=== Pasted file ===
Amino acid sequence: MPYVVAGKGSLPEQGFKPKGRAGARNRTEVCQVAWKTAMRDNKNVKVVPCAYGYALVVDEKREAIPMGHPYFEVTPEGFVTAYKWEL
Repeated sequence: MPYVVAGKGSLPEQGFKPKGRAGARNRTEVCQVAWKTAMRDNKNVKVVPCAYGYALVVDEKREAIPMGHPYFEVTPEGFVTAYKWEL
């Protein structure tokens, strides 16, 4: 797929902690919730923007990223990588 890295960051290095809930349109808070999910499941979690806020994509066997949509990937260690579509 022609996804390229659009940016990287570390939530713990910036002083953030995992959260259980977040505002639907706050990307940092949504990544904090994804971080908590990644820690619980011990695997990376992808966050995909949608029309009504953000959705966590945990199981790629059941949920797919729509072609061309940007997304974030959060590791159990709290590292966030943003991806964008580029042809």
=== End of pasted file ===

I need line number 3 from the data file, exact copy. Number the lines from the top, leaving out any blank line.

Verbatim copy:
């Protein structure tokens, strides 16, 4: 797929902690919730923007990223990588 890295960051290095809930349109808070999910499941979690806020994509066997949509990937260690579509 022609996804390229659009940016990287570390939530713990910036002083953030995992959260259980977040505002639907706050990307940092949504990544904090994804971080908590990644820690619980011990695997990376992808966050995909949608029309009504953000959705966590945990199981790629059941949920797919729509072609061309940007997304974030959060590791159990709290590292966030943003991806964008580029042809």